Last night I went to the Phoenix LUG west side meeting.
Hans opened up the meeting talking about ABLEconf, a FOSS conference being organized by him to help bring FOSS to small businesses, schools and government offices in Arizona. Software Freedom Day is 19 September
After introductions we had presentations on unetbootin, by me, and Mozilla Songbird and Chatzilla, by Matthew Coulliette.
Unetbootin is a tool that wraps around standard GNU/Linux tools such as LiveCD ISOs and the Syslinux bootloader to make it dead simple for anyone to create bootable USB flash drives, which can be acquired for dirt cheap prices. Unetbootin is basically a one-two-three step process – you don't even need to download the iso yourself; unetbootin will download and verify the ISO files automagically, with a huge list of distros and security tools to choose from. I also showed off my EEEPC to a few people and it seemed like people enjoyed watching the little bugger, even though I couldn't figure out how to force the projector into 1024x600.
Songbird is a media player created as a fork of Mozilla Firefox and based on heavily on Mozilla's XULRunner technology. It's a media player that can be extended greatly by using the same plugin architecture as found in many other Mozilla projects. While the project itself is Free Software, many of the components that are integrated into it (such as the various music stores that Mozilla chose to support, and the various media codecs it wanted to support out of the box) are not Free Software. This is the main problem that I have with this software. Also from the gist of Matthew's presentation, there were a few features that were still Work In Progress, though the system looks as though it's pretty powerful, I still remember reading this Planet Debian post, which has most definitely tainted my view on this project, whether it's still the case or not. Matthew also talked about an addon called Chatzilla, which is a full featured IRC client that works inside of some XULRunner based projects – ie, Firefox, Songbird and Seamonkey. Why, exactly, a media player needs an IRC client is beyond me personally (I'm an irssi zealot) but for many users who just need to get online for support or just to idly chat with some friends, having an integrated IRC client could be a very useful tool. Matthew's presentation went from the basics of installing Chatzilla, to teaching the basic commands and introductions to the IRC chat networks, all without an internet connection! At this point, Tuna managed to distract me with his shenanigans, and I had to go home and peel sticker goo off of my laptop and begin preperations for Drug Side Effect Day, Yummy Kipper and the Feast of Wierd Al Yankovich. But hopefully we will begin to see more PLUGers in the PLUG IRC channel, #plugaz on irc.freenode.net.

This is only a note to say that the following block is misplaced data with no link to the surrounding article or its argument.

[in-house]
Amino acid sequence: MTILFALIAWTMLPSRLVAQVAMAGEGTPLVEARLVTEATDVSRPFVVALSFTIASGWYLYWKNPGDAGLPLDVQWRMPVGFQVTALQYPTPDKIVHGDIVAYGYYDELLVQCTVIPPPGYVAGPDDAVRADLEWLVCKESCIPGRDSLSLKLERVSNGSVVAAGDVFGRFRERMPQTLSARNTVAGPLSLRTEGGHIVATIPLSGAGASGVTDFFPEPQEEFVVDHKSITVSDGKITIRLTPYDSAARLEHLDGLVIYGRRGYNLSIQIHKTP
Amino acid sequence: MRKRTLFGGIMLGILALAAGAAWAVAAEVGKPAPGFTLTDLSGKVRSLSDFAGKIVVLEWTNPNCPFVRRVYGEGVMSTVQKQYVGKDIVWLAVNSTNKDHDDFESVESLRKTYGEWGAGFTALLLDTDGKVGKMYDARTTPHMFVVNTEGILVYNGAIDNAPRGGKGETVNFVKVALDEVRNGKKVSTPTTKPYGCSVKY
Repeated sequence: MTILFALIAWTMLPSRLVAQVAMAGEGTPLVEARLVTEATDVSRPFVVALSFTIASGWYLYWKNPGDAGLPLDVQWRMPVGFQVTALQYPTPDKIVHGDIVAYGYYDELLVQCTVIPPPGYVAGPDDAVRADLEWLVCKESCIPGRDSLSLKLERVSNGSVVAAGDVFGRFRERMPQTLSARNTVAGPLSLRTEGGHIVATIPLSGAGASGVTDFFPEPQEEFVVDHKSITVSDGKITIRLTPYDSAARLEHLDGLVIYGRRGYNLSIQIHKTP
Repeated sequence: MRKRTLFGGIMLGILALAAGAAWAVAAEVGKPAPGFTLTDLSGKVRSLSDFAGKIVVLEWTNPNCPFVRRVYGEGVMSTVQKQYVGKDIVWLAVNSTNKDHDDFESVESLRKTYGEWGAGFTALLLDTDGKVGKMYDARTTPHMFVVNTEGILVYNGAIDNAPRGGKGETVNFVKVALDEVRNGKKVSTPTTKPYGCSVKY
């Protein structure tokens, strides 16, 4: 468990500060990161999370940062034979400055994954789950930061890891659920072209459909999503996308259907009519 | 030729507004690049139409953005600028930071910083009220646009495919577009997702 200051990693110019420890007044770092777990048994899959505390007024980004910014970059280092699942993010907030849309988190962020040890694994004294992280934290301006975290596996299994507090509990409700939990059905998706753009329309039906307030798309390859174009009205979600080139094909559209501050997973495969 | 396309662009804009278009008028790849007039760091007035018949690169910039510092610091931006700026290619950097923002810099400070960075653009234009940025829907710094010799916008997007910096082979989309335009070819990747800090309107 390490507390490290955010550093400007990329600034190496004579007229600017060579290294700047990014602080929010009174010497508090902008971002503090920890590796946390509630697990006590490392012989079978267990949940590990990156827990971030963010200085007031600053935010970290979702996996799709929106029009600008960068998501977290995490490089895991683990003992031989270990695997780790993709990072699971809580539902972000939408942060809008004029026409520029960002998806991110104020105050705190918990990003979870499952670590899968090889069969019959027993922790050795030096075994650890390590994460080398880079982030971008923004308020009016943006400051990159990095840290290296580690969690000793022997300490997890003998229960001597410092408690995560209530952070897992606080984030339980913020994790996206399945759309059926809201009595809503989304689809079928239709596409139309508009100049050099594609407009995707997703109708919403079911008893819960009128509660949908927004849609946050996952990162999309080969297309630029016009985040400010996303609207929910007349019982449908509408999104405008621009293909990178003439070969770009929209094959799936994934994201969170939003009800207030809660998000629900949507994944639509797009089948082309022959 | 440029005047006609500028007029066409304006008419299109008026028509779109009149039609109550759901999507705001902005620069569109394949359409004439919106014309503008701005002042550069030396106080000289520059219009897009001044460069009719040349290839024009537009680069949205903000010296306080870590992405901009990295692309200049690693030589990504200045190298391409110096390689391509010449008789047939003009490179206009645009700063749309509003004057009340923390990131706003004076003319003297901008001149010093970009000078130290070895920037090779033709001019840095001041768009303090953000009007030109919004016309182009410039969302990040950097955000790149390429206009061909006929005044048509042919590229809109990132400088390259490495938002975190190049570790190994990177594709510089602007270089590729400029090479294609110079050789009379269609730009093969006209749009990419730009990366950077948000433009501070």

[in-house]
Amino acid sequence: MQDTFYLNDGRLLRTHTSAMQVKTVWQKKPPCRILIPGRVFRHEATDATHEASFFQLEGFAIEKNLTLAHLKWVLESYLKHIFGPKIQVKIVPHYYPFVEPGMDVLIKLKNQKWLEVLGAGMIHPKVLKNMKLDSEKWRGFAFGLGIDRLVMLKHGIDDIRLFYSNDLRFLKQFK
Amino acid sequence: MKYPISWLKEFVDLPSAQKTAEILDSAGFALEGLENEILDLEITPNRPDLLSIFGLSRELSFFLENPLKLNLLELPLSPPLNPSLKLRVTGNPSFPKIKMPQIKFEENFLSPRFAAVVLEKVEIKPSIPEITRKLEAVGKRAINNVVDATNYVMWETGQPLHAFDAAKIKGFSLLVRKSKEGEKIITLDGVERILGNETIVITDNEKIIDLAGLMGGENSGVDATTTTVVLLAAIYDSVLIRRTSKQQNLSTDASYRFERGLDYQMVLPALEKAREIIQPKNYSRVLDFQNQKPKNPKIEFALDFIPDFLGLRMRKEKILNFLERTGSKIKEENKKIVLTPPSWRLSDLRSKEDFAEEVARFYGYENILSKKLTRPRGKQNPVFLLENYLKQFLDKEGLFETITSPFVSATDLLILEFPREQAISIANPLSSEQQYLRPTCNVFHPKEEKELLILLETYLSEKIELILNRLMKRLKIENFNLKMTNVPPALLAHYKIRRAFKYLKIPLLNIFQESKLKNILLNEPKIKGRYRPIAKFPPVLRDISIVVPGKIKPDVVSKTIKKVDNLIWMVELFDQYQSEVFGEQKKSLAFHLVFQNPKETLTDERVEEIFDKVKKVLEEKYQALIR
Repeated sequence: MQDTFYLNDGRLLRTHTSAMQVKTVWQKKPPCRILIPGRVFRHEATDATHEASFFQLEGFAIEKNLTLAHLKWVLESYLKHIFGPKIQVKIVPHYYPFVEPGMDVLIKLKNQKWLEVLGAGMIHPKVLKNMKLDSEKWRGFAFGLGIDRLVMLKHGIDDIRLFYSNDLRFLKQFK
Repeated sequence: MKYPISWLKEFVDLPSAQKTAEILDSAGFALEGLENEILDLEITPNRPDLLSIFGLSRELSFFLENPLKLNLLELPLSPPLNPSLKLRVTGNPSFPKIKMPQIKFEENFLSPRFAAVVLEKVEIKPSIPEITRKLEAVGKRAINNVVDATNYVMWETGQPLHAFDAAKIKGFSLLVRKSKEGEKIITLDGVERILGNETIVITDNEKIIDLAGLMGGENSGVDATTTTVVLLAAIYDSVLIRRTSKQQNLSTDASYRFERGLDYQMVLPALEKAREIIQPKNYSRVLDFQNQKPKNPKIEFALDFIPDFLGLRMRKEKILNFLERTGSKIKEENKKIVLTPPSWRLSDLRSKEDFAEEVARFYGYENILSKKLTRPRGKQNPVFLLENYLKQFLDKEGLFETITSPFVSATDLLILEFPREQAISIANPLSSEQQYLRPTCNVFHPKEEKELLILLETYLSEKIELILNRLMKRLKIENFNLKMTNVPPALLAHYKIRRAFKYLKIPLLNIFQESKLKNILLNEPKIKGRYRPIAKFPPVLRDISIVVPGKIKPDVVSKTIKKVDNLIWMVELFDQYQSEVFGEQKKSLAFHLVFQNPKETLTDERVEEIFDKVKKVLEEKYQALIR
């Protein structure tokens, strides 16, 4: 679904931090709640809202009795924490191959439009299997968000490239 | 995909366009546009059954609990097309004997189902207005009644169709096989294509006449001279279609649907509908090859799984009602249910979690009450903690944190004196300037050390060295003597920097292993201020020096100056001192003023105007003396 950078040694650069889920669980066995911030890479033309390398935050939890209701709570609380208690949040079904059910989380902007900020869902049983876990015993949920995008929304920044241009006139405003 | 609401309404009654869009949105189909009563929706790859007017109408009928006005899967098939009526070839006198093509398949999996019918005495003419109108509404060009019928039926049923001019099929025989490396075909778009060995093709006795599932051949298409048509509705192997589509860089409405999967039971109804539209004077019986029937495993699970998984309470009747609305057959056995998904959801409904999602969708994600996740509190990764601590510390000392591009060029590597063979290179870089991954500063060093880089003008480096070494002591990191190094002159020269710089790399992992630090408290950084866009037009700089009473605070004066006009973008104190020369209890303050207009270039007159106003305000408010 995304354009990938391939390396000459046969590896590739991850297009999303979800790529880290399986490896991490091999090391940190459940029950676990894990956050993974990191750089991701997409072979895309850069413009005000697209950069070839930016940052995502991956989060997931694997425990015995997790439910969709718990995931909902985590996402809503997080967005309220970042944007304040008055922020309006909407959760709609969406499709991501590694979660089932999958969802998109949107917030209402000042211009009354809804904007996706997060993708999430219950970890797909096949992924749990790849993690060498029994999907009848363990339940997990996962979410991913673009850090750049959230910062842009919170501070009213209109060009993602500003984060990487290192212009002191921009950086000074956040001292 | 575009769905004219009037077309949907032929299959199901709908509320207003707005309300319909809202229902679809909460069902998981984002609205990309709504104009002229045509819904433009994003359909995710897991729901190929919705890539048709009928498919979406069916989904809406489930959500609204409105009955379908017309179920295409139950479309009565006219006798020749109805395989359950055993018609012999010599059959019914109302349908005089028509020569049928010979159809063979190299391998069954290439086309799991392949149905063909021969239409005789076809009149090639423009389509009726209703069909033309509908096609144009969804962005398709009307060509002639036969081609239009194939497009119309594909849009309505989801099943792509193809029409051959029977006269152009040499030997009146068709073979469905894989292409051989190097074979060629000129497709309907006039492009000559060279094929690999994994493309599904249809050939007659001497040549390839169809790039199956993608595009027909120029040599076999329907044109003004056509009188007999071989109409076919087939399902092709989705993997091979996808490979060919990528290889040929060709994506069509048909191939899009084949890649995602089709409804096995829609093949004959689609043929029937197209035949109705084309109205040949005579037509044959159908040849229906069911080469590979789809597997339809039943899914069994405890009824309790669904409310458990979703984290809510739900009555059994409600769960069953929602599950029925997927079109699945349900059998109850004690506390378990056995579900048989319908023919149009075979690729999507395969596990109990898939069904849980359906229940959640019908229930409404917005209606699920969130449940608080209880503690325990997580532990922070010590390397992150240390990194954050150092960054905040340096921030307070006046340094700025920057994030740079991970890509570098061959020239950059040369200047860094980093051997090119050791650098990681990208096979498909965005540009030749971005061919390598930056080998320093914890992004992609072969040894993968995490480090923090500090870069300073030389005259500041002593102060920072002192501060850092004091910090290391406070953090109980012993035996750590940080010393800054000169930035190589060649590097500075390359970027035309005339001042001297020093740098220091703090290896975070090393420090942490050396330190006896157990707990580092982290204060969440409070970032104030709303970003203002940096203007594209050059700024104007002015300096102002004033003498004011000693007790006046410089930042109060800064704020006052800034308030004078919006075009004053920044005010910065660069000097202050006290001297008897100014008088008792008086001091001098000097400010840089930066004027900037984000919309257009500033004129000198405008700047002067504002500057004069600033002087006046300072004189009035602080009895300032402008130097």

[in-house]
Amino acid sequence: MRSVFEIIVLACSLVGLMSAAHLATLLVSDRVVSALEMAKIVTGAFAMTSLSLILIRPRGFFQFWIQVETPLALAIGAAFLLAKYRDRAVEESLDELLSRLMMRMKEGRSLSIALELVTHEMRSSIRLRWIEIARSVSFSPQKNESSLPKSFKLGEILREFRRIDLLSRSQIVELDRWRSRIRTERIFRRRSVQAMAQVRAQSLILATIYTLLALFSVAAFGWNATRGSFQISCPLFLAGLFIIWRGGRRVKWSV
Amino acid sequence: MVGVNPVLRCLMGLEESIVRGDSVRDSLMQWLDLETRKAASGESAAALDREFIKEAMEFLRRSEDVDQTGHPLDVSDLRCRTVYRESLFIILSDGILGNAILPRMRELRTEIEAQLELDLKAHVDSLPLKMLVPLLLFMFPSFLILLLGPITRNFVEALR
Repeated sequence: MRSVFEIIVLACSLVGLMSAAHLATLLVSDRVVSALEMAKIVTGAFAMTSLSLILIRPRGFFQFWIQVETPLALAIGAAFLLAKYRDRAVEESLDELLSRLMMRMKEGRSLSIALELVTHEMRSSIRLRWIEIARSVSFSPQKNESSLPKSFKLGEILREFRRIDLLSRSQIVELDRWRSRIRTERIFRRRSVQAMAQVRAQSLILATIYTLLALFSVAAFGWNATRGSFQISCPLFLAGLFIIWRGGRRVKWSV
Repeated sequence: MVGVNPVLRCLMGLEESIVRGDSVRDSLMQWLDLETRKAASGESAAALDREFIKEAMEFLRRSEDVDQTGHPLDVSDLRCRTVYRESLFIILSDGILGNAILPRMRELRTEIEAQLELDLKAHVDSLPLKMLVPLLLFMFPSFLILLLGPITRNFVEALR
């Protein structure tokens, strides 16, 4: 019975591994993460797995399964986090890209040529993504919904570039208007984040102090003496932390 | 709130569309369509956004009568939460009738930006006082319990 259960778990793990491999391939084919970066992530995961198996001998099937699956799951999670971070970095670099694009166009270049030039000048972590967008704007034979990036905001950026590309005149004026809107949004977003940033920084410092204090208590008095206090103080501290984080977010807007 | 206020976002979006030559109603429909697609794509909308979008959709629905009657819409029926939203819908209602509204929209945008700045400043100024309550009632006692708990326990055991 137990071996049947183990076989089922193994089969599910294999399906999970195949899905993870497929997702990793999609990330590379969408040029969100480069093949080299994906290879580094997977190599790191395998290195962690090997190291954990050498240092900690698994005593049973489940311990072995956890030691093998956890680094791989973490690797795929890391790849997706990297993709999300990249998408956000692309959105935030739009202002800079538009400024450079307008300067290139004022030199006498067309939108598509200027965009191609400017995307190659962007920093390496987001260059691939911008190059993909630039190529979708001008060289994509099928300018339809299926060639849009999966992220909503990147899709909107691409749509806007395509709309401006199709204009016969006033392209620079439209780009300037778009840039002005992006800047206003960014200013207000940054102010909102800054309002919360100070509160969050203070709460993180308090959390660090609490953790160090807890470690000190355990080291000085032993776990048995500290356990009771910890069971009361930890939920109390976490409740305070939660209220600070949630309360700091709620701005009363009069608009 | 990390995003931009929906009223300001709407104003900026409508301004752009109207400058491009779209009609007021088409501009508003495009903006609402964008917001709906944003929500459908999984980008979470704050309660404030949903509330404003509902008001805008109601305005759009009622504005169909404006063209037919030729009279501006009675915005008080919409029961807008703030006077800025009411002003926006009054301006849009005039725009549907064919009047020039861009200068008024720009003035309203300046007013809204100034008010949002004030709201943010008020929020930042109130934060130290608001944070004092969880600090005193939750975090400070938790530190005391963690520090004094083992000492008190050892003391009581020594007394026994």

Mike took some photos of the presentations, which should be on the PLUG facebook page eventually.
Next month we won't be able to meet at Glendale Library, or the Academy for the Advancement of the Arts, so we will have to find a new location for next month's meeting, which will be 26 August 2009.
The post is brought to you by lekhonee v0.6 Thanks to Austin Wright for correcting me – Songbird is not a product of the Mozilla Foundation